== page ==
Mumbai: Wages of casual workers in rural India increased at the fastest pace in seven years across all categories of labour. A sharp rise in rural wages drove up discretionary spending in the countryside and contributed to an unprecedented decline in rural poverty between 2004-05 and 2011-12. Nominal rural wages rose 16% annually in these years, slightly exceeding the nominal growth rate of the overall economy in the period. Nominal gross domestic product (GDP) growth during this period was 13.7% per annum.

While rural casual wages vary widely, the variation has declined in recent years. The coefficient of variation (a measure of variability) across states declined from 40.2% in 2004-05 to 32% in 2011-12. This is partly owing to the fact that some of the states with the lowest wages such as Odisha, Maharashtra, Madhya Pradesh and Bihar saw above-average growth in wages, as economist and Mint columnist Himanshu pointed out in an opinion piece on 23 October.

The wage growth has been highest in South India. Karnataka and Andhra Pradesh logged the highest nominal wage growth of 19% a year in the country. Tamil Nadu saw average annual growth of 17% between 2004-05 and 2011-12. The wage growth was moderate in Kerala, but that was because of a high base.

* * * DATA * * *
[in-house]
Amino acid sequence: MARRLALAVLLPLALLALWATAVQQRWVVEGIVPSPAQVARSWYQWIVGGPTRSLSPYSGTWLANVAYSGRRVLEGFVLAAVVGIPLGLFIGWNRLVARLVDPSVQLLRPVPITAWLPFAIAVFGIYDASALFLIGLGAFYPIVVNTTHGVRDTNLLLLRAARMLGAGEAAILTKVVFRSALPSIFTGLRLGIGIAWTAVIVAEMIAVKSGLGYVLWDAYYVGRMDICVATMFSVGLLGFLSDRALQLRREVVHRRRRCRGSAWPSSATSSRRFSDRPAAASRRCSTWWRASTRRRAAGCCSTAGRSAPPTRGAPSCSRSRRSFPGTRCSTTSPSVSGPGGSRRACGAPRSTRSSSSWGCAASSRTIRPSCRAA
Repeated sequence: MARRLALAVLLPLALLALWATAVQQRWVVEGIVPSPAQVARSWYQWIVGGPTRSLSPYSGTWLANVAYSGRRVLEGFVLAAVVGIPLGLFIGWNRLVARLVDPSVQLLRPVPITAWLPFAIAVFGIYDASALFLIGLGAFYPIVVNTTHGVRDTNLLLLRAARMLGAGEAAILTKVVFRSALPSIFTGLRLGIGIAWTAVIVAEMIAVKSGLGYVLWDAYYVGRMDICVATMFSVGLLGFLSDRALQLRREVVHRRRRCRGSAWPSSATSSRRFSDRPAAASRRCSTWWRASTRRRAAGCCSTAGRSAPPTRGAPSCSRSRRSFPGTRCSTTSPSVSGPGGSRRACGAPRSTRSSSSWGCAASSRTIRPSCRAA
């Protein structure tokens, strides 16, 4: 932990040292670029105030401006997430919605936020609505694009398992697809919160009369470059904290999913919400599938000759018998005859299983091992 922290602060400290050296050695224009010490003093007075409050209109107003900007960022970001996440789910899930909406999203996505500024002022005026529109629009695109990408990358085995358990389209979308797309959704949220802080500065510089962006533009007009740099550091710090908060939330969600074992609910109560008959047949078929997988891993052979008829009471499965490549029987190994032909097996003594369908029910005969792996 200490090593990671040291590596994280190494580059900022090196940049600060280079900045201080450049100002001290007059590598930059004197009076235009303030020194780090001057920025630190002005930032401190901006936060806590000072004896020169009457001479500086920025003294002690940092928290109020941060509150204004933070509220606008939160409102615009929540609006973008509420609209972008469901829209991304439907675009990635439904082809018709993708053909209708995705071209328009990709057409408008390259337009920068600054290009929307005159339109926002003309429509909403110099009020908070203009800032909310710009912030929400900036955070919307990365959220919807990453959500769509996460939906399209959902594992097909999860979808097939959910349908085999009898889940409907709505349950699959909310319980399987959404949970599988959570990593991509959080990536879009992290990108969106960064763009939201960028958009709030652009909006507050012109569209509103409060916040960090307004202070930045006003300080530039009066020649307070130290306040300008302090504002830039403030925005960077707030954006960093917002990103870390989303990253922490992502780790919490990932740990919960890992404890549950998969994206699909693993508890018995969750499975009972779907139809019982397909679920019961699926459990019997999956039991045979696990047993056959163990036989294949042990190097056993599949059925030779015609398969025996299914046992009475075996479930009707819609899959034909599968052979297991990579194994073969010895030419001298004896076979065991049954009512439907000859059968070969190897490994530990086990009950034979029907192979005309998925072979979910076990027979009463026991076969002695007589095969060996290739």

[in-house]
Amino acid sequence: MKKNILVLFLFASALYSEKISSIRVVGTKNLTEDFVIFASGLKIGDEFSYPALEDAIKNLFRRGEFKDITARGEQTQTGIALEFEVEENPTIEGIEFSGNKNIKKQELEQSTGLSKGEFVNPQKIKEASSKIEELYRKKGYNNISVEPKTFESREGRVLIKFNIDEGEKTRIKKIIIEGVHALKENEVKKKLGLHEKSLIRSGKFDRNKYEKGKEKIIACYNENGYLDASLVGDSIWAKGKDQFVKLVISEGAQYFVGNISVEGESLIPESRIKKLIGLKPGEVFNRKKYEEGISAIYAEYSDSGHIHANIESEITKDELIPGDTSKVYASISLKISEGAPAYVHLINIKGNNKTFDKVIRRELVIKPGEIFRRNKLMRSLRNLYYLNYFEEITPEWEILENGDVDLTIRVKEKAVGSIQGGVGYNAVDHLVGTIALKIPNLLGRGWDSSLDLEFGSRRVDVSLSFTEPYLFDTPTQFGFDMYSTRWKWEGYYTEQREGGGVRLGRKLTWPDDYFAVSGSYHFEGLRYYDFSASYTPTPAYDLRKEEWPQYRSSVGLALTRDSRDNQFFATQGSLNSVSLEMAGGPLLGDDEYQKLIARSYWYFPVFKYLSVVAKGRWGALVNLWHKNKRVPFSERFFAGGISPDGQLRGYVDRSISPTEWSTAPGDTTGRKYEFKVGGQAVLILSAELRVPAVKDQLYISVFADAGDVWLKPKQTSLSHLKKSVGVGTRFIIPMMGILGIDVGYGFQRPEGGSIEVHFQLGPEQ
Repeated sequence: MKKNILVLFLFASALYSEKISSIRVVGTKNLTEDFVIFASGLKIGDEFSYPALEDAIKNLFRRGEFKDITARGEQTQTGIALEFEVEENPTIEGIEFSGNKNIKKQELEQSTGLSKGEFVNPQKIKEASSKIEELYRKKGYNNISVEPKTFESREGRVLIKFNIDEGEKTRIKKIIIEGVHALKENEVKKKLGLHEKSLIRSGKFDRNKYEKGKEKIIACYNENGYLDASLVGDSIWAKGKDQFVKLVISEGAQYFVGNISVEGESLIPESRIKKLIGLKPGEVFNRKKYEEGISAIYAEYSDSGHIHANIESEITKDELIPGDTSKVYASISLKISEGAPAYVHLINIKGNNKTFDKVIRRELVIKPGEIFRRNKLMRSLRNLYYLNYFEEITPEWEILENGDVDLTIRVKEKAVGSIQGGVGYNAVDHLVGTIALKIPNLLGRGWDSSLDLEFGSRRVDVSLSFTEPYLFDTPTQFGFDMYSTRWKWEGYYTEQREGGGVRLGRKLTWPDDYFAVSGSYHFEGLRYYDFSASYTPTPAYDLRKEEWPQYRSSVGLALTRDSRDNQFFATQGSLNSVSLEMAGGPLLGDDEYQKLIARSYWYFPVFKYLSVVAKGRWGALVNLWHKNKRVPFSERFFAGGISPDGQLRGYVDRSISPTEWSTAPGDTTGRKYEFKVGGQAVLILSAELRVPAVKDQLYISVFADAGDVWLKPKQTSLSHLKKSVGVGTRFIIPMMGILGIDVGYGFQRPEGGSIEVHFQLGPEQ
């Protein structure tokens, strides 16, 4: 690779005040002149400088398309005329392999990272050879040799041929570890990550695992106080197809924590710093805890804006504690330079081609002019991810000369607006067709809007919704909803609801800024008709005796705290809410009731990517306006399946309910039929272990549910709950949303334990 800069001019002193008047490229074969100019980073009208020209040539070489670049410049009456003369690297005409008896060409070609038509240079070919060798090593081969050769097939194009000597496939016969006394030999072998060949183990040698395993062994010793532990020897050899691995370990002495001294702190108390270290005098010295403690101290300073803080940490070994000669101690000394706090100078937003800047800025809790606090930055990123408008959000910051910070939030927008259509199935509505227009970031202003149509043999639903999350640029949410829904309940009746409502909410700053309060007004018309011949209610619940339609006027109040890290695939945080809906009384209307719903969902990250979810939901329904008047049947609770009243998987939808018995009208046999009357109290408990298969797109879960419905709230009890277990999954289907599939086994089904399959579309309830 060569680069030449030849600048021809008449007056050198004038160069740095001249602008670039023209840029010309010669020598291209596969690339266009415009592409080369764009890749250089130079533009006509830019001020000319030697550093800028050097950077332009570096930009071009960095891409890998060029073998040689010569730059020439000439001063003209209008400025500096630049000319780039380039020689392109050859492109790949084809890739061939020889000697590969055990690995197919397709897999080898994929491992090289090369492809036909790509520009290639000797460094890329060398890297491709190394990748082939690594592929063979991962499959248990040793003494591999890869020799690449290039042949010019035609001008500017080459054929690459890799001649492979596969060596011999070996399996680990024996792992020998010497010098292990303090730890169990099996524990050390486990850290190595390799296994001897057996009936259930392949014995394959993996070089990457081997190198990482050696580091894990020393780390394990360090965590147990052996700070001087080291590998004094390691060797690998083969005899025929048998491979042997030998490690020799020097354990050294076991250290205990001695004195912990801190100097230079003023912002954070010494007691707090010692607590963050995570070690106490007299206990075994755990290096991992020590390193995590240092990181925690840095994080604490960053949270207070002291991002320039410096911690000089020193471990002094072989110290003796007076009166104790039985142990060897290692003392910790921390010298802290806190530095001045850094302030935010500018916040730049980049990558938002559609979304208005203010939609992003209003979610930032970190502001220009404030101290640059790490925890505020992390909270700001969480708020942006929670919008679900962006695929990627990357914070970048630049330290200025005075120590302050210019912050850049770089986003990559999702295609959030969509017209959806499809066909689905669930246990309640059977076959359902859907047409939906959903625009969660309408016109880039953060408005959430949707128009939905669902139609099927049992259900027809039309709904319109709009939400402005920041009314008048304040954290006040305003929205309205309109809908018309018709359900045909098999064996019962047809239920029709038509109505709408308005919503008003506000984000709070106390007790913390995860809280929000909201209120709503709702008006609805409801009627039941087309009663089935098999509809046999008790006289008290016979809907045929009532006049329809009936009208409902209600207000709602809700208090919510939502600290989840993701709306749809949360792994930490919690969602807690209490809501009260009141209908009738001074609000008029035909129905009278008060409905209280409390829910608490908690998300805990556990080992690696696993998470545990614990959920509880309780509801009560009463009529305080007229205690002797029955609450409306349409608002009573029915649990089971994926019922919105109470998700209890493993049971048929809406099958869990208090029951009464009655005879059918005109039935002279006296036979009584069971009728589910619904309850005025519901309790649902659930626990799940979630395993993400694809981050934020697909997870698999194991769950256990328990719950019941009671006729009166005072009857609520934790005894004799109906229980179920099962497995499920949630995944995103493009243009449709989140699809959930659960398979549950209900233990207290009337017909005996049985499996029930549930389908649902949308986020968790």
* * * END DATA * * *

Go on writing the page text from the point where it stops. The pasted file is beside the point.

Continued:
Kerala has a long history of high wages, and it continues to lead the league tables of states ranked according to casual wages, with average casual wages of 314.8 (per person). Mizoram, Sikkim, Arunachal Pradesh and Jammu and Kashmir are the other states that have above-average causal wages. Chhattisgarh has the lowest casual wages in the country at 83.9. Madhya Pradesh, Gujarat, Delhi and Maharashtra are the other states with low rural wages.

The average casual wages in most states seem to be higher than the average wages paid under the Mahatma Gandhi National Rural Employment Guarantee Act (MGNREGA). This suggests that factors other than MGNREGA may be driving rural wage growth. Research by the Commission for Agricultural Costs and Prices (CACP) shows that the pull effect of growth (in terms of higher construction wages, for instance) may have had a greater impact in raising farm wages than the push effect of MGNREGA. However, MGNREGA may have played a role in the initial years of its launch in raising the minimum wage floor and in bridging the wage divide across India. The MGNREGA effect was probably higher for the low wage states, where the gap between average casual wages and MGNREGA wages is small.

Rising casual wages seems to have been based on three key legs: rising construction activity, higher price support for farm products that trickled down to farm labourers, and MGNREGA. With construction activity weakening, and growth in price support to farmers tapering this year, two of the legs on which the rural wage boom stood, seem to be weakening. That may help explain why rural wages seem to be faltering now, as a recent Nomura report pointed out. If the rural dream turns into a nightmare, it could pose a formidable challenge to India’s poverty eradication efforts.

This is the third in a multi-part series, in which Mint examines the structural shifts in labour markets, based on the latest National Sample Survey Office data.

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